All the autumn colors seem to be represented,
creating a sodden wreath around the light to remind
us of the changes brought to us with fall weather.

Monday, November 18, 2013

Art in Indy: Childe Hassam

A storm front went through the Indianapolis area Sunday, 
bringing heavy rain and severe wind gusts. 
This photo was taken around 4 p.m. from a reception room window 
overlooking Monument Circle on the second floor of the Circle Theatre. 
The giant candy cane and toy soldier in the background 
are a part of the holiday decor on the Circle.  

The rainy scene reminded me of the city scapes by American Expressionist 
painter, Childe Hassam (1859-1935). The scene shown above,
Rainy Day on Fifth Avenue, was painted in 1893 and is among the
most familiar of Hassam's paintings portraying daily life 
in New York City. 

There were two concerts Sunday afternoon. The first was another performance 
by the Indianapolis Symphony Orchestra of the Ravel and Debussy works
scheduled for the weekend, while the New World Youth Orchestra, 
made up from talented middle and high school musicians
played a late afternoon concert. Among the pieces they performed 
was the Concerto in A minor for Piano and Orchestra 
by Robert Schumann. The pianist for the occasion was
Jeeyoon Kim, a native of Korea who, in addition to her concert 
and recital appearances, lives in Indianapolis where she
 teaches keyboard at Butler University.

Sunday, November 17, 2013

A Wedding Party

As I walked over to the Starbucks located on Monument Circle on Saturday, 
I saw a group of well-dressed, attractive men (Woo hoo!) 
waiting at the Monument's base. Since they were wearing boutonnieres,
I suspected (wiggle of eyebrows) that they formed the groom's 
half of a wedding party.  

When I looked across the street, I saw a line of identically 
dressed women approaching, behind whom was the bride,
their make-up artists, and photographer.

Everyone smiled and chatted happily as they posed 
for their pictures, attracting a few neighborly paparazzi 
who, like me, made pictures of their own 
to record the pretty occasion.

One of the more unusual features of this bride was the henna tattoos 
that had been drawn on her arms and feet. I overheard her brother 
explaining to some passers-by that, not only had the lines taken many hours 
to draw, but that the bride had to wait another long while 
for the artwork to dry, requiring help from her mother to eat, etc.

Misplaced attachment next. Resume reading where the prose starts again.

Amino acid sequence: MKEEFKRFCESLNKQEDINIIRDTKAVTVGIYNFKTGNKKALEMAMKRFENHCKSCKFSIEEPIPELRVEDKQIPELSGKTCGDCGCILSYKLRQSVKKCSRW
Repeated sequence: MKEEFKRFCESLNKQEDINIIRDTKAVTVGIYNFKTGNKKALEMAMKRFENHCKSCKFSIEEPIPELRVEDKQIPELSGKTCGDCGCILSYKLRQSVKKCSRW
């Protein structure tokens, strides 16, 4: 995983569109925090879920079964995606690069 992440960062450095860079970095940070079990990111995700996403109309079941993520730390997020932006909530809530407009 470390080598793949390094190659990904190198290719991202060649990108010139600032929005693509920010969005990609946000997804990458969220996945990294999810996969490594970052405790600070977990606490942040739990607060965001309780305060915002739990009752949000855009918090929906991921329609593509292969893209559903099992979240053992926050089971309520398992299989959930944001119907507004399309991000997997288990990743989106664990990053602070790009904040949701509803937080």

Among the photos taken, were some of the drawings made 
on the bride's feet. Kudos to the photographer who was willing 
to get down on the cold ground to record the beautiful art. 

Saturday, November 16, 2013

After the Concert

Friday night, after working at the symphony concert, 
I went to catch the bus home at the Federal Court building a block away.
The contrast between the worlds inside the concert hall on
Monument Circle and outside the court building could not have
been more pronounced.
The concert consisted of performances of pieces by
Debussy and Ravel and involved the Indianapolis Children's Choir,
which participated in Debussy's La Demoiselle elue 
and Nocturnes. The children of the ICC have purpose and direction
in their lives, with knowledgeable people to guide their paths,
while the children I see at night, just a block away, have no one to guide them,
no positive activities or people to show them a way out
of the danger that dogs their lives on a daily basis.

The children in the choir have their teachers and conductors,
while the children who observed this scene shown in
the top photo often have only the ill behavior like that
of the man being arrested as an example of "adult" behavior.

Friday, November 15, 2013

Swimming: Energized

I don't recall exactly when it happened, but I do remember how --
one evening our coach had us swim sets of sprints, 
each twenty-five yards in length, eight times.
I'm neither the strongest nor the fastest swimmer in 
our group, but those sprints set a fire inside me that does
not go out. I look forward to them, and I look for them on 
our workout schedule; I've gone from dutifully showing up for
our sessions and trying to accomplish the tasks assigned
to me, to working a tiny bit harder each time.
I've joked that if our coach were to show up at my door
at 3 a.m. to tell me I was to go swim the whole thing over,
I'd do it happily because I want to do it again. And again.
It feels good, it energizes me, it's good for me.
I've set a goal of what I want to accomplish, feeling as
though it is something I can really do, if I work hard.

For the past few weeks, I've gone early to watch 
other people swim, making sketches and taking photos.
I look at the sparkle of the water as the swimmers 
churn its surface into sequins and foam, and find it stimulating.
I am trying to find a way to record the moving bodies as
they pass before me, one that shows the flow of the water
as they move through it, yet at the same time gives the viewer
some sense of the human form. I want the realism of the magic I see,
of the way the scene makes me feelbut without 
the mundane recording of a photograph. 

Is it possible that I will ever be able to convey this scene, 
to show the fire that water has set?

Thursday, November 14, 2013

Rode Hard and Put Away Wet

Just outside the entrance to North Central High School, these traffic cones,